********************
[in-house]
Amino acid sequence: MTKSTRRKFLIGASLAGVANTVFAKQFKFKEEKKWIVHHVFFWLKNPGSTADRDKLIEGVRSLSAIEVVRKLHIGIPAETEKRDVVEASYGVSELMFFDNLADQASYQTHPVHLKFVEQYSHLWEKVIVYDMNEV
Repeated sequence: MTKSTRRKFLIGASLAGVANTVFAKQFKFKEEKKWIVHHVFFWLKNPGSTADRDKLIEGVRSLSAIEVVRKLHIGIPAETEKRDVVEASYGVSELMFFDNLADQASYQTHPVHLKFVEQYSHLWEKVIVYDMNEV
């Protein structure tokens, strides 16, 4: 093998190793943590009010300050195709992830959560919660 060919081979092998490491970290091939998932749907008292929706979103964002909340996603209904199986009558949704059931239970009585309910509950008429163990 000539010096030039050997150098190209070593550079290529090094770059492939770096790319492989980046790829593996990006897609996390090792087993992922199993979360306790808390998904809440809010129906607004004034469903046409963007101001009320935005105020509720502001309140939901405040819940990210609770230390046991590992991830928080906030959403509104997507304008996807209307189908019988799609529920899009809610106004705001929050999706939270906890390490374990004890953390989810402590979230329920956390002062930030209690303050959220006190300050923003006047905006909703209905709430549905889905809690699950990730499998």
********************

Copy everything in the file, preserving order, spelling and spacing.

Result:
[in-house]
Amino acid sequence: MTKSTRRKFLIGASLAGVANTVFAKQFKFKEEKKWIVHHVFFWLKNPGSTADRDKLIEGVRSLSAIEVVRKLHIGIPAETEKRDVVEASYGVSELMFFDNLADQASYQTHPVHLKFVEQYSHLWEKVIVYDMNEV
Repeated sequence: MTKSTRRKFLIGASLAGVANTVFAKQFKFKEEKKWIVHHVFFWLKNPGSTADRDKLIEGVRSLSAIEVVRKLHIGIPAETEKRDVVEASYGVSELMFFDNLADQASYQTHPVHLKFVEQYSHLWEKVIVYDMNEV
């Protein structure tokens, strides 16, 4: 093998190793943590009010300050195709992830959560919660 060919081979092998490491970290091939998932749907008292929706979103964002909340996603209904199986009558949704059931239970009585309910509950008429163990 000539010096030039050997150098190209070593550079290529090094770059492939770096790319492989980046790829593996990006897609996390090792087993992922199993979360306790808390998904809440809010129906607004004034469903046409963007101001009320935005105020509720502001309140939901405040819940990210609770230390046991590992991830928080906030959403509104997507304008996807209307189908019988799609529920899009809610106004705001929050999706939270906890390490374990004890953390989810402590979230329920956390002062930030209690303050959220006190300050923003006047905006909703209905709430549905889905809690699950990730499998």